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NextGen Magazine

 
 

Cross-generational Learning More Important Than We Think

By:
Zach Simeone
Published Date:
Nov 22, 2016

iStock-165645906 Cross-generational learning, knowledge, keys

At work, a younger generation often takes the advice of senior colleagues. But nowadays, as the retirement age increases and the workforce becomes older, experienced professionals looking to continue with their jobs could take some advice from younger co-workers.

In fact, research shows that with greater emphasis on cross-generational mentoring, longer and more satisfying careers may be possible.

Certainly, digitally native millennials have a leg up on older co-workers when it comes to picking up modern technology. But there are key sociological aspects of your professional life that may wear away as you progress through your 40s and 50s, according to a report from Harvard Business Review.

Through an online survey, the publication canvassed more than 10,000 of its readers, across all age groups, about maintenance of their “tangible and intangible assets.” Predictably, financial literacy was on a steady incline as people got older. And those over the age of 40 felt more in control at work — an intangible asset that is particularly important when balancing a family with the demands of a growing career — than those in their 30s.

But when it came to interpersonal development, the findings showed a greater risk of stagnation as people progressed into their 50s, which could inhibit other forms of personal and professional growth.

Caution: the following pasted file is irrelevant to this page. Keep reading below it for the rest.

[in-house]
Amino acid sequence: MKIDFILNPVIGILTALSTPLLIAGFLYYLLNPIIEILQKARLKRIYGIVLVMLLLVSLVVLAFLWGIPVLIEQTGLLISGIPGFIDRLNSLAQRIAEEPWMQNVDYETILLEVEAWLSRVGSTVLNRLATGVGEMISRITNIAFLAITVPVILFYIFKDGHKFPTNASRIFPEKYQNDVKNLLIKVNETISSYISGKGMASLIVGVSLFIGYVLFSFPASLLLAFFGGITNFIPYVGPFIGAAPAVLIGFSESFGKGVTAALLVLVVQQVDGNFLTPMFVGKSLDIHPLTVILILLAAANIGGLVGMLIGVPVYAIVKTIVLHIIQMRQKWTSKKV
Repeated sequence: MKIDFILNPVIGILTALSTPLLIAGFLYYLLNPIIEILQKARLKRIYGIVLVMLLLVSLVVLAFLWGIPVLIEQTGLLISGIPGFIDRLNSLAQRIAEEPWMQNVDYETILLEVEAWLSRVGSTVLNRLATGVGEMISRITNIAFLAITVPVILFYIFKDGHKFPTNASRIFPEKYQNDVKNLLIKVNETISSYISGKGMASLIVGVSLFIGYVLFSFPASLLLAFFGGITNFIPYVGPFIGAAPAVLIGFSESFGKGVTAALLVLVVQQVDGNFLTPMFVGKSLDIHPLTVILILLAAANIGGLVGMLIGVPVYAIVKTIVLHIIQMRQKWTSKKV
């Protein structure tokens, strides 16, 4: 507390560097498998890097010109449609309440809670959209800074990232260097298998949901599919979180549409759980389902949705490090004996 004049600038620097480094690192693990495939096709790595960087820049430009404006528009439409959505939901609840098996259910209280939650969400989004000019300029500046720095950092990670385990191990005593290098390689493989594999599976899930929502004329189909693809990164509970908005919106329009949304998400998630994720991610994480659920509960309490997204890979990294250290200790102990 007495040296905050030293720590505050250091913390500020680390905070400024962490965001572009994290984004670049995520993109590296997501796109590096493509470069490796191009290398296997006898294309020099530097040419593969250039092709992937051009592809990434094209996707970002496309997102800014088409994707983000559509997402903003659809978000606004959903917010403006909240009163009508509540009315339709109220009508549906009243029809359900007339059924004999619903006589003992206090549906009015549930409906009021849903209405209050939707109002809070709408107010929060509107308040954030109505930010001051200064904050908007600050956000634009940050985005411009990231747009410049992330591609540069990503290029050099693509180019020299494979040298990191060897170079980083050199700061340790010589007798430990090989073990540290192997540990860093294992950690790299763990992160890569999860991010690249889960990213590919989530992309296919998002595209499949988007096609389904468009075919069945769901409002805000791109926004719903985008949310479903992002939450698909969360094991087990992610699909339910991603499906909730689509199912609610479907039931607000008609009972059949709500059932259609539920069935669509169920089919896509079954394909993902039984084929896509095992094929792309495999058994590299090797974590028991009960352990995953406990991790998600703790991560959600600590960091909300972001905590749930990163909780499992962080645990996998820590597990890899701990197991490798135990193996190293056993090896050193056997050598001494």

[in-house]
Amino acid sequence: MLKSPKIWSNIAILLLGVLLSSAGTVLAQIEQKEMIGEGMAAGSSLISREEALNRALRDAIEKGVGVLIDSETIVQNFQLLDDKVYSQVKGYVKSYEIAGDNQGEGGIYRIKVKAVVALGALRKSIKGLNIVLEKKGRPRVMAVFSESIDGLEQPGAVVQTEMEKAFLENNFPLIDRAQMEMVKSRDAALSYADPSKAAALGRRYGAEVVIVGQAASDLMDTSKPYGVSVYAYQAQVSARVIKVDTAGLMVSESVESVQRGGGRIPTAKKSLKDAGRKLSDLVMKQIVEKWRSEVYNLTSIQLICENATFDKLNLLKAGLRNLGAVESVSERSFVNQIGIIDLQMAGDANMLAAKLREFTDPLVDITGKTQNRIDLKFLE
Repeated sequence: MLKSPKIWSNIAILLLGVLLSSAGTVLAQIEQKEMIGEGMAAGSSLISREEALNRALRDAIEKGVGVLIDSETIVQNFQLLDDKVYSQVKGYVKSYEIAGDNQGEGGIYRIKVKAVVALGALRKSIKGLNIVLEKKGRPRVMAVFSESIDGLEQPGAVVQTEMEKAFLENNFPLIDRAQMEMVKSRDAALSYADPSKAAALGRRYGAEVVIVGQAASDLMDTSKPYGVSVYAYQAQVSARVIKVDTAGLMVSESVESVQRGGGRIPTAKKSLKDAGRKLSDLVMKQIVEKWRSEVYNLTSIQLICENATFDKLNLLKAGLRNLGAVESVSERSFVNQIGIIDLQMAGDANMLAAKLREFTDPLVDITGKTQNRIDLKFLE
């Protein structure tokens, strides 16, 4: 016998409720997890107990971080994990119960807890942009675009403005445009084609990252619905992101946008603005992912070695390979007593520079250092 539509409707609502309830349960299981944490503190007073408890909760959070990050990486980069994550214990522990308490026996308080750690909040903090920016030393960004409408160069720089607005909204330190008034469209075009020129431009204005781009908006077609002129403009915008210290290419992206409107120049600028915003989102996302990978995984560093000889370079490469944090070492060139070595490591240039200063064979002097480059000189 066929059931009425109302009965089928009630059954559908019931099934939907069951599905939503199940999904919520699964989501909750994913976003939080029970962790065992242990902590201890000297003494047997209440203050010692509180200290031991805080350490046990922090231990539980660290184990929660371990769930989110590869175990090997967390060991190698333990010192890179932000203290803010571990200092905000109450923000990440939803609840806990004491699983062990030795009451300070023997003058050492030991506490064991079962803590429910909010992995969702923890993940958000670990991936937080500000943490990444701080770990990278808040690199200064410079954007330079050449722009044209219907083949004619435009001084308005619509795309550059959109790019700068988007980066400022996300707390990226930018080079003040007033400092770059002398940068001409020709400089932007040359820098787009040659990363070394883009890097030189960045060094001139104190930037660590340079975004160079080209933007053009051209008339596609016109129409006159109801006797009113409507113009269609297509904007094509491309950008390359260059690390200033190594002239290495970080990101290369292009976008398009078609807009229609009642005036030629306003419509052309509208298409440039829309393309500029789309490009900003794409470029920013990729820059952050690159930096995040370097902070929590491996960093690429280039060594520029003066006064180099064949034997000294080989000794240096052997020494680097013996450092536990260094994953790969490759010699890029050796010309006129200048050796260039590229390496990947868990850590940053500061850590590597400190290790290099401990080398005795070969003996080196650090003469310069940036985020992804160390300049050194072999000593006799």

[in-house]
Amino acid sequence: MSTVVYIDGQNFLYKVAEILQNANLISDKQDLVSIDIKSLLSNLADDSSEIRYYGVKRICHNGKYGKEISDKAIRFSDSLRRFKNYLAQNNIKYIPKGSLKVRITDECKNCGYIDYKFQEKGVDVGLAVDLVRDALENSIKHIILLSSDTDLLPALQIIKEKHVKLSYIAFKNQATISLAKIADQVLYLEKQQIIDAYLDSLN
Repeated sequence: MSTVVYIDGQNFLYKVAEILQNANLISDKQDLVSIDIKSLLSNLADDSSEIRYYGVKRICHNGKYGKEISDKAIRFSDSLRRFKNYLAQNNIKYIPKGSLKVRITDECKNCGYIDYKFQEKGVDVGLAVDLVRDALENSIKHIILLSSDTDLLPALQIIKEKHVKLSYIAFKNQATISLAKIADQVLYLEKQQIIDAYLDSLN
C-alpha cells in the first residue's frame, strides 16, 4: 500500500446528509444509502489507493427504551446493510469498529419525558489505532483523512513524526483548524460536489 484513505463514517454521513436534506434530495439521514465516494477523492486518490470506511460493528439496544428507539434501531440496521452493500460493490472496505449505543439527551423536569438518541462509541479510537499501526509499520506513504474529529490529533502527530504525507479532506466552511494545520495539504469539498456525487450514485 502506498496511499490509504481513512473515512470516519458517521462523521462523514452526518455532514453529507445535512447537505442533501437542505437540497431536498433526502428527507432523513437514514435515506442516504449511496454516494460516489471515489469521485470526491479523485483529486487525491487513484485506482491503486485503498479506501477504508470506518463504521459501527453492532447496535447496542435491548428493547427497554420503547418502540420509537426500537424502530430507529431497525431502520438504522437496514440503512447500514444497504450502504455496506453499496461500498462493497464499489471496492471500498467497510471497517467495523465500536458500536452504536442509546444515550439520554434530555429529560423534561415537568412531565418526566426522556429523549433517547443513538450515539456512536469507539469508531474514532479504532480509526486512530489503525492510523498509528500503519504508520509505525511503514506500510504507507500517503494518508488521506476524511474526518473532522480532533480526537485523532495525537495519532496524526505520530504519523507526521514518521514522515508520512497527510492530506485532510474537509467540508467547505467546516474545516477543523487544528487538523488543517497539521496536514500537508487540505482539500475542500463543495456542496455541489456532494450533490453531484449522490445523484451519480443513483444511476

“The development of relationships and networks is crucial at any stage,” the Review wrote. Its survey found that, while those under 50 tend to continuously build new networks, those over 50 tend to only maintain theirs, leading to homogenous and static networks.

At the same time, those in their 40s reported being asked for advice more frequently than any other age group, despite the fact that their knowledge base would almost inevitably continue to expand as they got older. This is largely attributed to those over the age of 50 being less active about building their reputations as sources of knowledge.

With increased coaching across age groups and a steadier flow of knowledge that breaks through generational barriers, we may see a more capable, productive, and happier workforce.